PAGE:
• Thomas Aquinas (c1225-74) split this Gordian knot of knowing and not knowing with his helpful thoughts about pride and humility. Aquinas addressed these topics in several questions in his Summa Theologica within the larger context of virtue and vice, but particularly modesty. He equated moderation with a reproof to zeal, especially when tempering the drive to study with unchecked curiosity. It was Aquinas’s position that humility curbs the notion that we think we can know everything. But he also advises that humility can help us to figure out what we can know using reason, and to understand the stopping point where reason fails. (View Highlight)
  • Pride, on the other hand, pushes your thoughts about yourself and what you know out of proportion and perspective. When it goes way too far, we have hubris, which the ancient Greeks warned against, especially when humans tried to reach up to the gods. As Darwin would note centuries later, Aquinas is concerned that you’re tempted to be overconfident, overblown, and presumptuous: ‘excessive self-confidence is more opposed to humility than lack of confidence is.’ Strutting is dangerous. Aquinas applauds keenly applying an astute mind to a problem but admonishes against thinking that you can ever be a complete expert in that problem. To his credit, he understood this in his own life. Aquinas had a heavenly vision that put him in a stupor and drove him to try to burn all of his writings, which he likened to straw in light of what he’d experienced. He’d seen for himself the benefit of learned ignorance. (View Highlight)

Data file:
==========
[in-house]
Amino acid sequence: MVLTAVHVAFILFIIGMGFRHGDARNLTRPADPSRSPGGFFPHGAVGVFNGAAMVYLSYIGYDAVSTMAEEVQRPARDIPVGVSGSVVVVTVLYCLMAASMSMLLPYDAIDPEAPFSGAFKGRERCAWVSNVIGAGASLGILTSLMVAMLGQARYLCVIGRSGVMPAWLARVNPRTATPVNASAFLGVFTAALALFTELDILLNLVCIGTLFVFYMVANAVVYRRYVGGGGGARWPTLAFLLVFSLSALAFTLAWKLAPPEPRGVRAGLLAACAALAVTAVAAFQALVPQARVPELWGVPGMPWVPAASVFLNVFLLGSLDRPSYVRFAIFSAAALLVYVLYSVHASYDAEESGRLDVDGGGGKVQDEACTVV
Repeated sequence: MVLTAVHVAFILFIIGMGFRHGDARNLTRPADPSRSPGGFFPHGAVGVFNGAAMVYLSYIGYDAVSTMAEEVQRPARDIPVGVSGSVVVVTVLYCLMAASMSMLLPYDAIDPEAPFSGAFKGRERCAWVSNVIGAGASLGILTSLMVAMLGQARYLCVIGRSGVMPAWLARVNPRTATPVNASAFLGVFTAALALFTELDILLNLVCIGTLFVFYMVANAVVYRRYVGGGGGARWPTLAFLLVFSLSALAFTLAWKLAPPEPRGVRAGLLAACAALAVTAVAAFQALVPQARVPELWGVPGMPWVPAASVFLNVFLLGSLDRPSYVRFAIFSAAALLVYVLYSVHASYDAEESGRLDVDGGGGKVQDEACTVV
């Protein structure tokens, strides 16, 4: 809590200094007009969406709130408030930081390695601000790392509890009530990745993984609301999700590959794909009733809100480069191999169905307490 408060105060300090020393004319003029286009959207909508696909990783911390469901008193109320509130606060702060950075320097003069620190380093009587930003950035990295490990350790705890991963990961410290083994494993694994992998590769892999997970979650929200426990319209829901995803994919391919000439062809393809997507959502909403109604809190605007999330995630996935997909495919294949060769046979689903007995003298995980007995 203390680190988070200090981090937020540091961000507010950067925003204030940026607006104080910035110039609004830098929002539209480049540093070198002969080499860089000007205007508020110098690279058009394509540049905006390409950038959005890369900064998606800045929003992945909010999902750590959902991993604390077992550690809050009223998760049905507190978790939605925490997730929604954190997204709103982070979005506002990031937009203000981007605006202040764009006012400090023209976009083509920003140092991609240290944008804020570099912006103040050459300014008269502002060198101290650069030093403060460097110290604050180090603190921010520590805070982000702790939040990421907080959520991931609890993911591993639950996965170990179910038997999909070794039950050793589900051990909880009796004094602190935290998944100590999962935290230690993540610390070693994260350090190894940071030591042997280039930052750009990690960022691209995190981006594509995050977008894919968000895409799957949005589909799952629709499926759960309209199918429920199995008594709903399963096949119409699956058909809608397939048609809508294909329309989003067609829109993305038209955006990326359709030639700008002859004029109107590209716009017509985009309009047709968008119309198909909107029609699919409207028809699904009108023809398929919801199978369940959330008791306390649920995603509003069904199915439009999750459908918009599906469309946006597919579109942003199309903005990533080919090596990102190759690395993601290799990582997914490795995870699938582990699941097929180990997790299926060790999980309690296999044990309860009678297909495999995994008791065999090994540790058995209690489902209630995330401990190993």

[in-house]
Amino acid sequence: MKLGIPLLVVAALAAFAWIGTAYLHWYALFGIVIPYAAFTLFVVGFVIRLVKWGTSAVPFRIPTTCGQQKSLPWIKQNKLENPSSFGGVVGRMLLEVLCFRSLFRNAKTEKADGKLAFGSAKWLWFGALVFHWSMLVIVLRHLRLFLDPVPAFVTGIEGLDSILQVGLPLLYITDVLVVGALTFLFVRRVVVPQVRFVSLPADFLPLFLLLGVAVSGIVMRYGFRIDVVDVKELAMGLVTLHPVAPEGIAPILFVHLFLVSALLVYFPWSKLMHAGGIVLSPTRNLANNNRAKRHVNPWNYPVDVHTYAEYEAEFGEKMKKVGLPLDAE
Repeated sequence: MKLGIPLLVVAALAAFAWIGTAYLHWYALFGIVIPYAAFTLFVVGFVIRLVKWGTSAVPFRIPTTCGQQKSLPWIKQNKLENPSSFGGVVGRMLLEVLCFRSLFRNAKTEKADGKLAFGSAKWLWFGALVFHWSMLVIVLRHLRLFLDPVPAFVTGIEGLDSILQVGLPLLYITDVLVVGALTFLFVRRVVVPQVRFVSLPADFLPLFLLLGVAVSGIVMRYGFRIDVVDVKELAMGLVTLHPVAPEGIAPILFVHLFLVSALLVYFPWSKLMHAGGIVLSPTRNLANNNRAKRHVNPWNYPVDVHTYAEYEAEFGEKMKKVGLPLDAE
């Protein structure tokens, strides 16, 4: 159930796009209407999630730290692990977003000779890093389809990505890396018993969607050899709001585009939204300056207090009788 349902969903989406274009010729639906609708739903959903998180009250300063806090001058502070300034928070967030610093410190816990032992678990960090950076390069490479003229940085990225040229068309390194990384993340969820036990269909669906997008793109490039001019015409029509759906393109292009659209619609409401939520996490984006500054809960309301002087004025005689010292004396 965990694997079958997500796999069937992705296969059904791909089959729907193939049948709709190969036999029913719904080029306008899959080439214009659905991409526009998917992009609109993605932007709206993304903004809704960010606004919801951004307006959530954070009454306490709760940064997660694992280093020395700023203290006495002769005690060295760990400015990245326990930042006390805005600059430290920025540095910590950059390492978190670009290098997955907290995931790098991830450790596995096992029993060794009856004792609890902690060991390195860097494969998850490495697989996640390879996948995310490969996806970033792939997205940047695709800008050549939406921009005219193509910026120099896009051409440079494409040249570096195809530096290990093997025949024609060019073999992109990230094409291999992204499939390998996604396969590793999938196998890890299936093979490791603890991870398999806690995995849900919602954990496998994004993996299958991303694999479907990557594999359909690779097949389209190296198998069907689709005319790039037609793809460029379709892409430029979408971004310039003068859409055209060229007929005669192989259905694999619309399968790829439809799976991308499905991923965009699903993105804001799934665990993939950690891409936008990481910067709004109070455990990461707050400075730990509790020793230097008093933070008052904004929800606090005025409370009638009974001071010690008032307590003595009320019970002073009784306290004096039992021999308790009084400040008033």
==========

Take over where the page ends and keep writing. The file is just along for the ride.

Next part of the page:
• To demonstrate this visually, we turn to a German thinker named Nicholas of Cusa (1401-64). In De Docta Ignorantia, or On Learned Ignorance (1440), he offered the image of a polygon drawn inside a circle. Our understanding of a specific topic is represented by the polygon; full knowledge of that topic is the circle. Even if we could enlarge the polygon inside to get as close as possible to the circle that frames it, the polygon would still never be a circle. Our understanding is always finite: we will never know all there is to know about the topic we’re studying. ‘Therefore,’ he writes, ‘it is fitting that we be learned-in-ignorance beyond our understanding, so that (though not grasping the truth precisely as it is) we may at least be led to seeing that there is a precise truth which we cannot now comprehend.’ (View Highlight)
  • If you’re not born humble, are you out of luck? The history of humility says we can learn to be humble, or at least a bit humbler, than we are now. We often say that we want our children to grow up confident and resilient. Humility is a virtue that helps with both of those goals if we dare to practise them. Aristotle said that we are what we repeatedly do. We build character with practice that develops habit. We learn by doing. Words are cheap. Actions are hard, but they reveal character. An openness to humility can be cultivated early, starting when our children are young. Little ones have an admirable open-mindedness that our cynicism buries as we age; we adults need to fight that tendency. (View Highlight)